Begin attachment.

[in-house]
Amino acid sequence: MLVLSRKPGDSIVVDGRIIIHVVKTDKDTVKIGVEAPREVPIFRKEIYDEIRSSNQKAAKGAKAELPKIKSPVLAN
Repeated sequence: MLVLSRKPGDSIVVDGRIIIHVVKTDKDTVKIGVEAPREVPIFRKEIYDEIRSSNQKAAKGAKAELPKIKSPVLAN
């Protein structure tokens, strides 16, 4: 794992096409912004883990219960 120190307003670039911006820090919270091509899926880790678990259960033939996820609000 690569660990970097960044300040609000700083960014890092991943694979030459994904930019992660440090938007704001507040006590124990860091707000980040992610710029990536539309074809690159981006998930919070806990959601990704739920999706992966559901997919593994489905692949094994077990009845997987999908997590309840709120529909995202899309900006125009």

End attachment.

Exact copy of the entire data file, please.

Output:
[in-house]
Amino acid sequence: MLVLSRKPGDSIVVDGRIIIHVVKTDKDTVKIGVEAPREVPIFRKEIYDEIRSSNQKAAKGAKAELPKIKSPVLAN
Repeated sequence: MLVLSRKPGDSIVVDGRIIIHVVKTDKDTVKIGVEAPREVPIFRKEIYDEIRSSNQKAAKGAKAELPKIKSPVLAN
């Protein structure tokens, strides 16, 4: 794992096409912004883990219960 120190307003670039911006820090919270091509899926880790678990259960033939996820609000 690569660990970097960044300040609000700083960014890092991943694979030459994904930019992660440090938007704001507040006590124990860091707000980040992610710029990536539309074809690159981006998930919070806990959601990704739920999706992966559901997919593994489905692949094994077990009845997987999908997590309840709120529909995202899309900006125009």